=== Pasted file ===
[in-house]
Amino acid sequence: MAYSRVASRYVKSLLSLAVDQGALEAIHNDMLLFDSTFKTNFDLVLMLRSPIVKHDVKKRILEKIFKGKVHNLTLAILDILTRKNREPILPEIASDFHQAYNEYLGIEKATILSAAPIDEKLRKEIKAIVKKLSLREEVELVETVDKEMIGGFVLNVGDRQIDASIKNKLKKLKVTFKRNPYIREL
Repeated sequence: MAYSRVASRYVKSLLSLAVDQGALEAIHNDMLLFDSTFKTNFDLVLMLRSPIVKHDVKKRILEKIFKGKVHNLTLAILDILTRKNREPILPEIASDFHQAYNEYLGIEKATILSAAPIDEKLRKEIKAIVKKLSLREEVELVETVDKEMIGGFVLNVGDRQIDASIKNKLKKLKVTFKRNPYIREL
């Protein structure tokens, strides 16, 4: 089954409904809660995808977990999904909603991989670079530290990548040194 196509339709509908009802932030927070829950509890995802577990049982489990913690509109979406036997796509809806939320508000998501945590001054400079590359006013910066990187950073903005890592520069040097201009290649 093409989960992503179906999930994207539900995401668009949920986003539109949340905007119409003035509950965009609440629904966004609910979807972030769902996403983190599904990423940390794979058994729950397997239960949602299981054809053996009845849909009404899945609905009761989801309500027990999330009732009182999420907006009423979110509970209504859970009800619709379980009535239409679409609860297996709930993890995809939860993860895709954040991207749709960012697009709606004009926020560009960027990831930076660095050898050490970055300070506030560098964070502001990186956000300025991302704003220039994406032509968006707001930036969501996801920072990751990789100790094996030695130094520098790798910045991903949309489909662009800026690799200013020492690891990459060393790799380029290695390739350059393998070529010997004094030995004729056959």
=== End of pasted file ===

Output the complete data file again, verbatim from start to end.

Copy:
[in-house]
Amino acid sequence: MAYSRVASRYVKSLLSLAVDQGALEAIHNDMLLFDSTFKTNFDLVLMLRSPIVKHDVKKRILEKIFKGKVHNLTLAILDILTRKNREPILPEIASDFHQAYNEYLGIEKATILSAAPIDEKLRKEIKAIVKKLSLREEVELVETVDKEMIGGFVLNVGDRQIDASIKNKLKKLKVTFKRNPYIREL
Repeated sequence: MAYSRVASRYVKSLLSLAVDQGALEAIHNDMLLFDSTFKTNFDLVLMLRSPIVKHDVKKRILEKIFKGKVHNLTLAILDILTRKNREPILPEIASDFHQAYNEYLGIEKATILSAAPIDEKLRKEIKAIVKKLSLREEVELVETVDKEMIGGFVLNVGDRQIDASIKNKLKKLKVTFKRNPYIREL
């Protein structure tokens, strides 16, 4: 089954409904809660995808977990999904909603991989670079530290990548040194 196509339709509908009802932030927070829950509890995802577990049982489990913690509109979406036997796509809806939320508000998501945590001054400079590359006013910066990187950073903005890592520069040097201009290649 093409989960992503179906999930994207539900995401668009949920986003539109949340905007119409003035509950965009609440629904966004609910979807972030769902996403983190599904990423940390794979058994729950397997239960949602299981054809053996009845849909009404899945609905009761989801309500027990999330009732009182999420907006009423979110509970209504859970009800619709379980009535239409679409609860297996709930993890995809939860993860895709954040991207749709960012697009709606004009926020560009960027990831930076660095050898050490970055300070506030560098964070502001990186956000300025991302704003220039994406032509968006707001930036969501996801920072990751990789100790094996030695130094520098790798910045991903949309489909662009800026690799200013020492690891990459060393790799380029290695390739350059393998070529010997004094030995004729056959």